Washington, DC -
05/15/2008 - A report released today by electionline.org examines ways that individual observers of the nation’s elections – which are under more scrutiny than ever this year – can be a collective asset. “Dispatches from the Field” finds that, while various groups observe elections for a number of reasons, the information gained from the efforts can help to create a deeper understanding of shortcomings and successes in election administration.
“It has been said that ‘you can observe a lot just by watching,’” noted Doug Chapin, director of electionline.org. “That simple truth is now asserting itself in the field of elections as more and more individuals and groups are finding that in-person observation is a potentially powerful tool in the study of how, when and where Americans cast their ballots.”
In “Dispatches from the Field,” electionline.org highlights a growing interest on the part of academics, journalists, advocates and political parties to gain a better understanding of the election process through observation. Observers have varied motivations: Partisan groups want to create conditions favorable to their candidates, for example, while advocacy groups hope to further an agenda through studies confirming their hypotheses. Still, their collective findings have the potential to expand what is known about how elections are carried out in precincts around the country.
The report offers a case study of a recent effort by graduate students at the University of California-Berkeley to study waiting times during an election in the state. Using volunteers with checklists and stop watches, the researchers undertook a low-cost yet eye-opening observation of how long it took voters to cast ballots using a number of different machine types in a variety of precincts.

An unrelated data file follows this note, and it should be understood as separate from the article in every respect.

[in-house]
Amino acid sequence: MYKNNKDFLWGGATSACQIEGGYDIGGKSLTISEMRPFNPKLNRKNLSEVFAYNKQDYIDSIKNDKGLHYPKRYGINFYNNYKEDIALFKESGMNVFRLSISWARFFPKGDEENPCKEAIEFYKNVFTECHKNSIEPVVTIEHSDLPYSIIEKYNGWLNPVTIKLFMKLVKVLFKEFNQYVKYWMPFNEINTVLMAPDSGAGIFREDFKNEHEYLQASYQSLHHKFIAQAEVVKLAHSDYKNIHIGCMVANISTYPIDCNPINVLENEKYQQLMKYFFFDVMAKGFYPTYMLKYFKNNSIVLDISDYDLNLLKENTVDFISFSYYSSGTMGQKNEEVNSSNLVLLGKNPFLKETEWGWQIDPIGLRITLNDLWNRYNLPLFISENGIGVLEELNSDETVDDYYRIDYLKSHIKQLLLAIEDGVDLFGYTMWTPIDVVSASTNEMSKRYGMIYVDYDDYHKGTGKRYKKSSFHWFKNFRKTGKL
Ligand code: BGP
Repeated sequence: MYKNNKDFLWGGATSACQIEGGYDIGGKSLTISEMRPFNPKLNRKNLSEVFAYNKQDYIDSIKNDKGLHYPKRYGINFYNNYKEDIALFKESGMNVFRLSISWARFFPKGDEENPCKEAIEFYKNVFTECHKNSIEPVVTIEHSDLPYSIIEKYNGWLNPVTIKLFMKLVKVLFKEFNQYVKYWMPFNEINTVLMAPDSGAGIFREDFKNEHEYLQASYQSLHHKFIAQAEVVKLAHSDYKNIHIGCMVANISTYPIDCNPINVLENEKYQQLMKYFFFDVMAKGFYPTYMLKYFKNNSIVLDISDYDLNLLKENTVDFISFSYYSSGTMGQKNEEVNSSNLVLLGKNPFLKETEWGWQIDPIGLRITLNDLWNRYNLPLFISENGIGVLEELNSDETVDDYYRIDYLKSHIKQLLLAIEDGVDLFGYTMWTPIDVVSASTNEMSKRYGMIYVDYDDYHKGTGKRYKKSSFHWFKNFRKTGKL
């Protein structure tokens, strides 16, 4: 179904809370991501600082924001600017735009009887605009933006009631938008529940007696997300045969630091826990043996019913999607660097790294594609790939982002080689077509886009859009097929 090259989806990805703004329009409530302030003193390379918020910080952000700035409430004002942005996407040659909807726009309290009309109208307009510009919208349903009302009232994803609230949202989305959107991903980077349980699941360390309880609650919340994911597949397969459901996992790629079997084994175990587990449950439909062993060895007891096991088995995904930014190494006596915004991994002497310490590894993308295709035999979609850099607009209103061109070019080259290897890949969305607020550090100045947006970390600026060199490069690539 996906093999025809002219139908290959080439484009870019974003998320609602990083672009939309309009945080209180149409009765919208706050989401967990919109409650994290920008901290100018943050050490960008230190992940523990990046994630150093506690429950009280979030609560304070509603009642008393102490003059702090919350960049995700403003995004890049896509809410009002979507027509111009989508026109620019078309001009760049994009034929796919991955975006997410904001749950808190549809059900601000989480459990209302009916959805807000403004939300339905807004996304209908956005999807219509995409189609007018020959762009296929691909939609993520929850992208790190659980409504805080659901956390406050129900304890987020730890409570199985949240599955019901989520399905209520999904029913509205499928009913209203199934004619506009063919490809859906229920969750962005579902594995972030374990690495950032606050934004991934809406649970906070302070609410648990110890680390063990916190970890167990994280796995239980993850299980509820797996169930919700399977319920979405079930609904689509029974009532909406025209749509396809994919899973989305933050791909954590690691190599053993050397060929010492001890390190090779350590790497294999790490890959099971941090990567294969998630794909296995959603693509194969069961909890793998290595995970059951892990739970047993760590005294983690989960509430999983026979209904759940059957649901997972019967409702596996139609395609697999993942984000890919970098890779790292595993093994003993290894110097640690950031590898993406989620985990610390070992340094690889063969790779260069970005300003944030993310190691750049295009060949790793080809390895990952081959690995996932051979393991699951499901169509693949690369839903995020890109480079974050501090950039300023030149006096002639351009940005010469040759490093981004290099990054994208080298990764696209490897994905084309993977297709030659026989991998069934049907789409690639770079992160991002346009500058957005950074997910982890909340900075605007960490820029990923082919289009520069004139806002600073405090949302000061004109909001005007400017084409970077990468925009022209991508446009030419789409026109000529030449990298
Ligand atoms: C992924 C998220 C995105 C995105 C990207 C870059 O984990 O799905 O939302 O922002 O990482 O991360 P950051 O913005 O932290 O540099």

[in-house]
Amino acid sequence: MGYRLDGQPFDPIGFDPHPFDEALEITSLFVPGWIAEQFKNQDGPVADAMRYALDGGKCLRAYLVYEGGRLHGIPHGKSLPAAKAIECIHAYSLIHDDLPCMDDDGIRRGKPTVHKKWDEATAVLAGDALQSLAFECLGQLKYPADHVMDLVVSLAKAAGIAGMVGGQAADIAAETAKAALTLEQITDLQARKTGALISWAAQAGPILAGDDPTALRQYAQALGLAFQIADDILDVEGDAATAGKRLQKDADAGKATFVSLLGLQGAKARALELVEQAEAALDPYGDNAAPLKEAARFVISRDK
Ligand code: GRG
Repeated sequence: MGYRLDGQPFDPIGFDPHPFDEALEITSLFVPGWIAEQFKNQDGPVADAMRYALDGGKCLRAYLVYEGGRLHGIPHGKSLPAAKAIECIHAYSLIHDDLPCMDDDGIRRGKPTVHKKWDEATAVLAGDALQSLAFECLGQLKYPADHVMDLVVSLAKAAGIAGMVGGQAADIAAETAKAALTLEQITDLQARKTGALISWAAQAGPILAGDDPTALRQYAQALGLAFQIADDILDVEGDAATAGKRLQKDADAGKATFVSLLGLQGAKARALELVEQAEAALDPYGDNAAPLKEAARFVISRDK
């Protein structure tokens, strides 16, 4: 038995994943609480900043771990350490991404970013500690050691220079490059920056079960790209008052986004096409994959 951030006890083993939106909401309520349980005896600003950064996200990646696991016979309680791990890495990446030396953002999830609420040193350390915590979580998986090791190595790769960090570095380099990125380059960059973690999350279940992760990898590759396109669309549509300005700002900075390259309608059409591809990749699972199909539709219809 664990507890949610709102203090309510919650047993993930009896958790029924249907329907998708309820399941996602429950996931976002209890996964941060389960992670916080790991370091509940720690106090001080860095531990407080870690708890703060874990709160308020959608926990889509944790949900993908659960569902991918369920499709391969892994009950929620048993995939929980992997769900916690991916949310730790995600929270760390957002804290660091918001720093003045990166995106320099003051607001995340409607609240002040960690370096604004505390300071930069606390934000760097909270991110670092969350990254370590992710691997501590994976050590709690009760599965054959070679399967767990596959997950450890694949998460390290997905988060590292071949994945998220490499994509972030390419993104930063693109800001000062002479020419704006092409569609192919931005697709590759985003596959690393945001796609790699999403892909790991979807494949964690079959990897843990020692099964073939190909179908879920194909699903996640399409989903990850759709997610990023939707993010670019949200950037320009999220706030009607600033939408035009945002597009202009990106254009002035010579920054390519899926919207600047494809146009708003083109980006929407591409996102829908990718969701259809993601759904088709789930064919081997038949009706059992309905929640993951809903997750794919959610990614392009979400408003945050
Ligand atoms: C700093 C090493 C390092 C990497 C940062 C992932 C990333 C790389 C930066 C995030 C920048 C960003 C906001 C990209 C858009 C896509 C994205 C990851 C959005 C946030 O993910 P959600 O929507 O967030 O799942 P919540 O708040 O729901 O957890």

Additional findings include:
- Partisan poll-watching efforts, including the Democrats’ so-called “army of lawyers” and the more decentralized Republican monitoring efforts, track compliance with federal language requirements, voter ID rules and voter complaints. Those observations have led to better adherence to state and federal laws on Election Day and can start to provide a better understanding of why problems occur at particular polling places.
- The Associated Press’ exit pollsters, stringers and reporters can quickly publicize problems from around the country, as well as filter second-hand reports of problems by providing nonpartisan and politically neutral observation.
- Interest groups that collect anecdotes from voters via hotlines, Web sites or on-site volunteers can illuminate the magnitude of machine troubles or other Election-Day issues that can be used for later study and problem solving.
The report, the 22nd in a series of election reform issue briefs and case studies, is available at http://electionline.org
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.A project of Pew’s Center on the States, electionline.org is a forum for learning about, discussing and analyzing election reform issues. Serving policy makers, officials, journalists, scholars and concerned citizens, electionline.org provides a centralized source of data and information in the face of decentralized reform efforts.The Pew Charitable Trusts applies the power of knowledge to solve today’s most challenging problems. Our Center on the States identifies and advances effective policy approaches to critical issues facing states. Online at www.pewcenteronthestates.org.Pew is no longer active in this line of work, but for more information, please visit electionline.org.